Popular playback singer Shaan says that folk artists and daily workers are keeping the music heritage and industry intact, and it’s crucial for the society to support them in these trying times.
“Our country’s musical heritage is on the shoulders of our folk artists and in the present situation of the pandemic, it is very difficult for them to find livelihood and to feed their families. At this stage, it is very crucial for us to support our folk artists – our industry, workers who are keeping our heritage intact,” Shaan, 47, told IANSlife.
The singer is supporting the “very worthy” cause of ‘Together Louder Stronger’ by Anahad Foundation and Believe Entertainment, which is a fundraiser featuring renowned entertainment artists performing from their homes that will raise funds to support the unsung unseen performance industry workers (freelancers and daily wagers) and folk artists during the ongoing pandemic. It is aimed at conserving India’s beautiful folk music heritage and its artists.
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While mainstream artists are now going digital and have found alternatives during these unprecedented times, it is the freelancers and daily wagers of this industry along with the folk artists for whom the lockdown has had a devastating impact. Up to 20 mainstream and independent, highly talented musician and stars of India like Shaan, Mame Khan, Jonita Gandhi, Benny Dayal, When Chai Met Toast, Bhuvan Bam, Nithyasree Mahadevan, and others have come together to support these folk artists, workers, and their families at this critical time through this fundraising initiative on Saturday, September 26, live on Facebook and YouTube channels of Anahad Foundation and Believe Entertainment.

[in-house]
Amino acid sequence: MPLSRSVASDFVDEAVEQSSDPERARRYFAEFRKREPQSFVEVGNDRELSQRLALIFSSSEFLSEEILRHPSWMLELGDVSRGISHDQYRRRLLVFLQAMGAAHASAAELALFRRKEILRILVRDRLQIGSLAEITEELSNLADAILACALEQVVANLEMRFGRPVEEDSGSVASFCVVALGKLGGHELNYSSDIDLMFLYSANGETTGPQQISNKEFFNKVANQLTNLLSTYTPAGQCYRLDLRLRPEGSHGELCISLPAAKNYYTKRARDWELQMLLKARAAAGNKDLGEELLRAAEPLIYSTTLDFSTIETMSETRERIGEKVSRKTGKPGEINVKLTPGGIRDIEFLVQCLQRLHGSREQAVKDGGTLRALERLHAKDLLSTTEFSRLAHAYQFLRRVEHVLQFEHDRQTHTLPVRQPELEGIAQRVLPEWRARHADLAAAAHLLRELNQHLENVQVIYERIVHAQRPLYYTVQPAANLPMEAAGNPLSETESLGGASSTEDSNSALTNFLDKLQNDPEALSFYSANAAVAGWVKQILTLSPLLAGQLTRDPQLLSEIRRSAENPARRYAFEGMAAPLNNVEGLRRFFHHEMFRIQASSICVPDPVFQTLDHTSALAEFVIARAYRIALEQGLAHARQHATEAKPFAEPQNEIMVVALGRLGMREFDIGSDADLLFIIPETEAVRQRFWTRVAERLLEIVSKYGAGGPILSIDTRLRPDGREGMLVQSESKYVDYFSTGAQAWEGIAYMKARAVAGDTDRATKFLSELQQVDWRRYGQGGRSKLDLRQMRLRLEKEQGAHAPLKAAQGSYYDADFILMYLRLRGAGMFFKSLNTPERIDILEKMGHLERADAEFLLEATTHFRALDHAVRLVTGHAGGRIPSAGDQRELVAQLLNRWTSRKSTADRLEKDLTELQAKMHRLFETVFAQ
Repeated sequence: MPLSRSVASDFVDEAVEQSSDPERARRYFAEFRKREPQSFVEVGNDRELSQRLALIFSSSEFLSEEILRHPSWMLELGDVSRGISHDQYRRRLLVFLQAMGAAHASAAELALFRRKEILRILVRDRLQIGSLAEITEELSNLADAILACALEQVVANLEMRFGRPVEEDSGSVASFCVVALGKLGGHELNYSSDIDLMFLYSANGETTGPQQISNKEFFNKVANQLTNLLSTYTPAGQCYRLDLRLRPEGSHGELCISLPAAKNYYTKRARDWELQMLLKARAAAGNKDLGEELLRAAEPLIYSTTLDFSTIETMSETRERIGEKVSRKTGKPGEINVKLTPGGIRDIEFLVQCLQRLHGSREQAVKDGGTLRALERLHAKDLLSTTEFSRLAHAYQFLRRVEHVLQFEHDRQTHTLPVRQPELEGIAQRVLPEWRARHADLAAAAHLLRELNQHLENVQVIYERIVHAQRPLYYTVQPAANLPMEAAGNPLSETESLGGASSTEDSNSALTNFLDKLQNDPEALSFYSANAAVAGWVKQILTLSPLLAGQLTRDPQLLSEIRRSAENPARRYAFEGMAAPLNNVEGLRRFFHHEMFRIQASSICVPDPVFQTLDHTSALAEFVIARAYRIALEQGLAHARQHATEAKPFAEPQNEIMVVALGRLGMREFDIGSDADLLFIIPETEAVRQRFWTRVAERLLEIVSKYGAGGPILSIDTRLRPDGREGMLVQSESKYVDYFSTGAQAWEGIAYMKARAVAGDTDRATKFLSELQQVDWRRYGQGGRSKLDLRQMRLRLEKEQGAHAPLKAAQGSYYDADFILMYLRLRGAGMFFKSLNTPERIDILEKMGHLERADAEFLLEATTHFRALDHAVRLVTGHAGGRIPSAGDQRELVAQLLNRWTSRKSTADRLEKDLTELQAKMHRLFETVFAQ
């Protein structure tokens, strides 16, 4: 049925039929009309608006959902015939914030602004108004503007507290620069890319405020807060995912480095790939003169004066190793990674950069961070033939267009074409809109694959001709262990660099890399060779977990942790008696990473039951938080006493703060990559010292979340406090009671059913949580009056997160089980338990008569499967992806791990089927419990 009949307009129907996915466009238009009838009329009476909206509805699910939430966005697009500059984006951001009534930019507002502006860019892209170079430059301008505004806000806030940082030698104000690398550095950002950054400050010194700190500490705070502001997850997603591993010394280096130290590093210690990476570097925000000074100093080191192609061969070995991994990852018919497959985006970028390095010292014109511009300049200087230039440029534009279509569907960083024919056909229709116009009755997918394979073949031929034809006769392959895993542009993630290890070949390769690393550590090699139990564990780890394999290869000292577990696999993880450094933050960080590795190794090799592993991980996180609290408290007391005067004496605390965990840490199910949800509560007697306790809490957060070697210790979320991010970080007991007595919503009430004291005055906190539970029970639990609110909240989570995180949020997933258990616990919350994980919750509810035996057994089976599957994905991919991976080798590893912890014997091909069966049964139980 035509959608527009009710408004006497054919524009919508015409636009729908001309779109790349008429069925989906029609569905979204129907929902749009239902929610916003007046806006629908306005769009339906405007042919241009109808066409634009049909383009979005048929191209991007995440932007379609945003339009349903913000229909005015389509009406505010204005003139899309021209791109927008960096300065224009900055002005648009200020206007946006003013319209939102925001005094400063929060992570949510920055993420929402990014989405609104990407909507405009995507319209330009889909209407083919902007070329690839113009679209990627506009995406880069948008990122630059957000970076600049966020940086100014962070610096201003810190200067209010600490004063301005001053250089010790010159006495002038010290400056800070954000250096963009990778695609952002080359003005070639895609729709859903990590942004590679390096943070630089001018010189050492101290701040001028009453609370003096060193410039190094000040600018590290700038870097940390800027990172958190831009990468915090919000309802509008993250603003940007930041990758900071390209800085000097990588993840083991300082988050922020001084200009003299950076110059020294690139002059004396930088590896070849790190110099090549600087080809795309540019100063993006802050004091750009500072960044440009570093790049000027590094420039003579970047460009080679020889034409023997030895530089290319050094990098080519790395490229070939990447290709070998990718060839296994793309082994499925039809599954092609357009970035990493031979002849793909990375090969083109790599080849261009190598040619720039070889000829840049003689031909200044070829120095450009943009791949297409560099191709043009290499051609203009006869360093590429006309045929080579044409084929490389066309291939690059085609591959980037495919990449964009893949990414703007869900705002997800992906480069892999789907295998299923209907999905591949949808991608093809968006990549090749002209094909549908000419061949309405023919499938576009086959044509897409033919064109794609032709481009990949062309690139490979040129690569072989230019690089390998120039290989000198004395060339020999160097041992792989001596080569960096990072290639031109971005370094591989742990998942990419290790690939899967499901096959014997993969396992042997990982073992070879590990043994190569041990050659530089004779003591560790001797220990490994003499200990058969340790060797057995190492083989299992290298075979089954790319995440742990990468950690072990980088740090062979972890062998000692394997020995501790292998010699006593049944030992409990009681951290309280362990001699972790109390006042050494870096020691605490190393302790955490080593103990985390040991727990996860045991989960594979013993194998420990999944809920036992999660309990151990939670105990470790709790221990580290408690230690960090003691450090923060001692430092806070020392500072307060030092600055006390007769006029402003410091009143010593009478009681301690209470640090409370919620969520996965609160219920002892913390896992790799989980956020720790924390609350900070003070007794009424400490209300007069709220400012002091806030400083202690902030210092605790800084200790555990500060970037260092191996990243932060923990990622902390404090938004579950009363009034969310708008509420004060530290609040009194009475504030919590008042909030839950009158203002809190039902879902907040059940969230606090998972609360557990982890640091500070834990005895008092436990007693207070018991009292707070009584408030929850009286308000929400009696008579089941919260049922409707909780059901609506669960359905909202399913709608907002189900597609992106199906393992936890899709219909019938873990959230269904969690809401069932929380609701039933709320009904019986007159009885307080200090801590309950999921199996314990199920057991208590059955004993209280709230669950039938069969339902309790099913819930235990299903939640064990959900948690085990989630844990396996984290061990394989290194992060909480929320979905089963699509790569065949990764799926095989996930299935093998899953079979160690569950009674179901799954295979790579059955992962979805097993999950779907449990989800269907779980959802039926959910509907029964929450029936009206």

Sharing his views on music bringing people together, Shaan shared: “During the pandemic where we have to maintain social distance, music is one thing that breaks through all the barriers, breaks through all the distances. Listening to music, even if it’s online, is a great connector especially when we are together and appreciating the same piece of music, from our homes. Music binds us all and has a positive effect, more so at a time when everyone is going through such hardships.”
How soon can musicians go back to performing on the ground for an audience? The noted singer says: “The world is waiting for a vaccine and hopefully that happens soon. 2020 is a year for self-help where we as musicians work harder on our skills and understand the kind of music we want to create and collaborate on. Come 2021, once everyone is comfortable in being in gatherings and groups, the quality of the music will be much better and the kind of music that we are going to listen to, understand, and appreciate is going to be of a higher level. It’s going to be a good time for music starting in 2021.”
This initiative, according to Abhinav Agrawal, Founder – Director, Anahad Foundation, will try to provide financial aid to around 600 performance industry workers across the country. (IANS)